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Illegal abortion: Back to the future?

Forty-two years ago this month, the U.S. Supreme Court ruled 7-2 that most restrictions on abortion were unconstitutional. The reasonable compromise of Roe v. Wade has been under attack ever since. 

The Roe v. Wade decision cited an individual’s right to privacy and a physician’s right to practice medicine without government interference “in the absence of compelling state interests.” The court defined state interests as including the health of a woman and the potential life of a fetus after six months’ gestation. 

The ruling allowed a woman to decide for herself during the first trimester whether to terminate her pregnancy. During the second trimester, regulations related to clinical settings could be imposed in the interests of protecting the woman’s health. In the third trimester, when viability of the fetus (ability to live outside the womb) was assumed, the state could restrict abortion except when necessary to preserve the life or health of the woman.

This wise decision is being shredded out of existence through public funding cuts; parental and spousal notification laws; mandatory waiting periods; compulsory, unscientific “counseling”; bogus, invasive screening procedures; onerous restrictions on abortion clinics; intimidation of patients and clinic personnel; assassinations of doctors.

What awaits us if abortion is again criminalized?

In the decades before Roe, up to 1.2 million American women obtained illegal abortions every year. Five thousand women — mothers, daughters, sisters, wives — died annually as the result of illegal abortions, whether self-induced or performed by any unqualified hack looking to make a buck. 

Thousands more women were injured seriously enough to require medical care.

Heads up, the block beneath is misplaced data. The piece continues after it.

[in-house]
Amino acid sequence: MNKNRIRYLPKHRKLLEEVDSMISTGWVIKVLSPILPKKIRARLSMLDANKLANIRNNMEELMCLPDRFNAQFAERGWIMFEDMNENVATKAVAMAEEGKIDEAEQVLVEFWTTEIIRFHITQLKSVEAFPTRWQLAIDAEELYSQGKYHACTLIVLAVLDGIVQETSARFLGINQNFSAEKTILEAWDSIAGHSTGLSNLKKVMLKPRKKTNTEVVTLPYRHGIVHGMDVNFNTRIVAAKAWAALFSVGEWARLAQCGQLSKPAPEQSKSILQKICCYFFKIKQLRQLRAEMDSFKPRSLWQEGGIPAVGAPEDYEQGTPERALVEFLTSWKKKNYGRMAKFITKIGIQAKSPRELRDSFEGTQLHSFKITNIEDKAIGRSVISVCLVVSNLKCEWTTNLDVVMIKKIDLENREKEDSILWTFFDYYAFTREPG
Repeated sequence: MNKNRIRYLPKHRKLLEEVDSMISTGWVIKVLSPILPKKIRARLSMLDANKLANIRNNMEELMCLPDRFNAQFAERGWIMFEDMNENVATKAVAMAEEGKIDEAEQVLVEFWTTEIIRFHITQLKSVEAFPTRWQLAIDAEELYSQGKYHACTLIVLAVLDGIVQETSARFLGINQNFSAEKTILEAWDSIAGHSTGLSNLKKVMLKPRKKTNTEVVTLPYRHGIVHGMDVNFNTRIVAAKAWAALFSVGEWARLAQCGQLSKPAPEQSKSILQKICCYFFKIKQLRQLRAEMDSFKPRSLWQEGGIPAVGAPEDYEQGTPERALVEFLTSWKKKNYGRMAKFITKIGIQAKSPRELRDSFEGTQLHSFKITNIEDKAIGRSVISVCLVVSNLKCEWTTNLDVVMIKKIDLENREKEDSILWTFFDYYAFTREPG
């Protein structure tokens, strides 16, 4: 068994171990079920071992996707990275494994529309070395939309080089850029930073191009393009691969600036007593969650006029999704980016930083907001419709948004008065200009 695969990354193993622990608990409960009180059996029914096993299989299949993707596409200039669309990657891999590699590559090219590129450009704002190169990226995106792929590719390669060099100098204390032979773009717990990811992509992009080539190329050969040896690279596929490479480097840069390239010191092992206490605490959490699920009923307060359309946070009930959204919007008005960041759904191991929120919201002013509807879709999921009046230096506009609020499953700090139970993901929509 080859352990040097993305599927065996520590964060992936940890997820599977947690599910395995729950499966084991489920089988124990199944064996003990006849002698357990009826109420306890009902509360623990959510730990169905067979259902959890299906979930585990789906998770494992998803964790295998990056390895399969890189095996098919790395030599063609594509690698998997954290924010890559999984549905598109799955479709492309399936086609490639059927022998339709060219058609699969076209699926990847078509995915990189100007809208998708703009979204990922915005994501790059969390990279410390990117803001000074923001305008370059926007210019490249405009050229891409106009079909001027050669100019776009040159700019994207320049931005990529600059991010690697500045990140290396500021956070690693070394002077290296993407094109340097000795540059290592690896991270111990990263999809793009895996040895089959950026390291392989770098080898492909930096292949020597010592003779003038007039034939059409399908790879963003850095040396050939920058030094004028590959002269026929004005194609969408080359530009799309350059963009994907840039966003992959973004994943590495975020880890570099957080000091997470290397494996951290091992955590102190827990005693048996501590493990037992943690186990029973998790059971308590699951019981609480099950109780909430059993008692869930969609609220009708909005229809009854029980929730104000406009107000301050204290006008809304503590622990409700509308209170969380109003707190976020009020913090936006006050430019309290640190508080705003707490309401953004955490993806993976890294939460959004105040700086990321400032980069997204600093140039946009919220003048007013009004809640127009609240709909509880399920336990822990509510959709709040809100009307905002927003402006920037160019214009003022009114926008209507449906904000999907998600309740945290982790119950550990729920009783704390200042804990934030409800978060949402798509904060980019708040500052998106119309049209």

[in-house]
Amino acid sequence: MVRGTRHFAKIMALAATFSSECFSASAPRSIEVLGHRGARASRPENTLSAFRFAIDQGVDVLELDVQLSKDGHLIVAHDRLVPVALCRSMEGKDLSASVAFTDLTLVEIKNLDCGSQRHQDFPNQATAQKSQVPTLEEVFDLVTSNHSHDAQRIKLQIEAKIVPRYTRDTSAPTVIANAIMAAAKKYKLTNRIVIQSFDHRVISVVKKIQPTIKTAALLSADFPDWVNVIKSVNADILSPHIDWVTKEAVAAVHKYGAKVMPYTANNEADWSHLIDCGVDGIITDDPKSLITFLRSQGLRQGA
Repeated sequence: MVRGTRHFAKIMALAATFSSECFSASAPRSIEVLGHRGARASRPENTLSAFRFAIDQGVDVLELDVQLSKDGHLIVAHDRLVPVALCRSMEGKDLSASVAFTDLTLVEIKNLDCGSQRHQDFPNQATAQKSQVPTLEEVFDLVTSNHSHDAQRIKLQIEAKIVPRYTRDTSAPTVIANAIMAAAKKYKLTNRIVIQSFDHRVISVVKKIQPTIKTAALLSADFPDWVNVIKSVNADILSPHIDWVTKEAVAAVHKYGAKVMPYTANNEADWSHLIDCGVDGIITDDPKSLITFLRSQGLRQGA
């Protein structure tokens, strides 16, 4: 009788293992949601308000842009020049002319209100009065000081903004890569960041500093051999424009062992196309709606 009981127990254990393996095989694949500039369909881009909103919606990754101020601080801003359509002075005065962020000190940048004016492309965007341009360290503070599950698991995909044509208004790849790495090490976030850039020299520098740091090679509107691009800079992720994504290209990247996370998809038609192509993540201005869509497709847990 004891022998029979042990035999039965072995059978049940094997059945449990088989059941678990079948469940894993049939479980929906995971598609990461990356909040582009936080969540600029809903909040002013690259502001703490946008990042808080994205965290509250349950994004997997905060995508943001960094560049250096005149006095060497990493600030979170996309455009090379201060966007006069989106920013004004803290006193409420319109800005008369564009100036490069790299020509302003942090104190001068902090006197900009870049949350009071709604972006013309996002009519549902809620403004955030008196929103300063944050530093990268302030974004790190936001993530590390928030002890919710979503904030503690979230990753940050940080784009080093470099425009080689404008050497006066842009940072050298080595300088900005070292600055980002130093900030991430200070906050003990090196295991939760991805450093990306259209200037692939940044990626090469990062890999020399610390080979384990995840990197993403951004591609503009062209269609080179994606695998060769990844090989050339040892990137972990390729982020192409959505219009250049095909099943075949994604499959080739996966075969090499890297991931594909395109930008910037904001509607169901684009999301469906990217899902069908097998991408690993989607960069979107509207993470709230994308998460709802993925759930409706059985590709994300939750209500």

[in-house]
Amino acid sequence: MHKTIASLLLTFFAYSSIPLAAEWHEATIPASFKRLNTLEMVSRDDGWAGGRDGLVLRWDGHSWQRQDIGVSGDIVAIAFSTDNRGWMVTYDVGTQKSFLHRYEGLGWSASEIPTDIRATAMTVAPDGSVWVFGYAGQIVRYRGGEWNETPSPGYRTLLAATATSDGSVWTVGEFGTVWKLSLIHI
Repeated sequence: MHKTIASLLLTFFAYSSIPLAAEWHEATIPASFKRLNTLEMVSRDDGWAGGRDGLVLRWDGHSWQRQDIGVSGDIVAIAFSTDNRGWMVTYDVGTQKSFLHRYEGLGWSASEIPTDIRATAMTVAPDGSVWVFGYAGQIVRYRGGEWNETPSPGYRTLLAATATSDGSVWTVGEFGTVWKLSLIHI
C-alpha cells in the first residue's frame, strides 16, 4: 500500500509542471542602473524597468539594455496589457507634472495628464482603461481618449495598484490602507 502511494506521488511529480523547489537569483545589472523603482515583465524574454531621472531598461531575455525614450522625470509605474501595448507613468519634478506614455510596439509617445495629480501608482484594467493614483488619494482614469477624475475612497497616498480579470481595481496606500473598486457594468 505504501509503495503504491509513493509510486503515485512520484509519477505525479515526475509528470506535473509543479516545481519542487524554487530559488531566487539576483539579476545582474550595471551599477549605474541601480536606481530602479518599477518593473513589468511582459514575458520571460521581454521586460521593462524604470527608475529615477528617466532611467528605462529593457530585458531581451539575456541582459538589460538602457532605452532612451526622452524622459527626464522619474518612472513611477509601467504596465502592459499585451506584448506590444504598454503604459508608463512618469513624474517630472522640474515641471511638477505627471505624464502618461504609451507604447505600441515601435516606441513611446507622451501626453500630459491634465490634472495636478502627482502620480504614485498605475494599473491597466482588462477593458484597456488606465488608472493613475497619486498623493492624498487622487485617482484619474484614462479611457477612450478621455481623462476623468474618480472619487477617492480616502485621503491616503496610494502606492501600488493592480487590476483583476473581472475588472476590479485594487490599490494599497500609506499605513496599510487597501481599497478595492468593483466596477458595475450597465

The results of desperate do-it-yourself and back-alley abortions could be perforated uteruses, internal burning and scarring from caustic substances like lye, and life-threatening sepsis.

“Pro-life” activists display big, colorful pictures of fetuses to dramatize their position. Pre-Roe legalization advocates had more horrific pictures to share: gruesome photos of women’s dead bodies, naked, contorted, bleeding out, abandoned in basements and alleyways.

The highly publicized ordeal of Sherri Finkbine in 1962 spurred public concern.

Finkbine, the mother of four children, worked as “Miss Sherri,” the host of the local version of Romper Room in Phoenix. Suffering from nausea and insomnia with her fifth pregnancy, she took a drug her husband had obtained in Europe — a toxic drug later banned for use by pregnant women: thalidomide.

Finkbine felt worse as her pregnancy progressed and tests revealed the fetus to be seriously deformed. Finkbine requested a therapeutic abortion (the only type available and rarely granted). An Arizona hospital first assented, then reneged. Finkbine appealed to a judge, who dismissed her case. She had to travel all the way to Sweden to finally obtain an abortion.

By 1970, only two states allowed abortion in the first months of pregnancy. Outside New York and Hawaii, only women who could afford the cost of travel to those states could obtain abortions. Women who self-aborted or obtained illegal abortions were criminals, risking prosecution, endangering themselves and living in fear and shame.

In the wake of Roe v. Wade, safe, legal abortion saved thousands of women’s lives. Since 1980, abortion rates have declined due to more effective contraception and access to family planning services. 

In Wisconsin today, Gov. Scott Walker and GOP legislators are destroying both family planning and abortion services. To resist these backward, damaging efforts, go to www.ppawi.org and get involved. 

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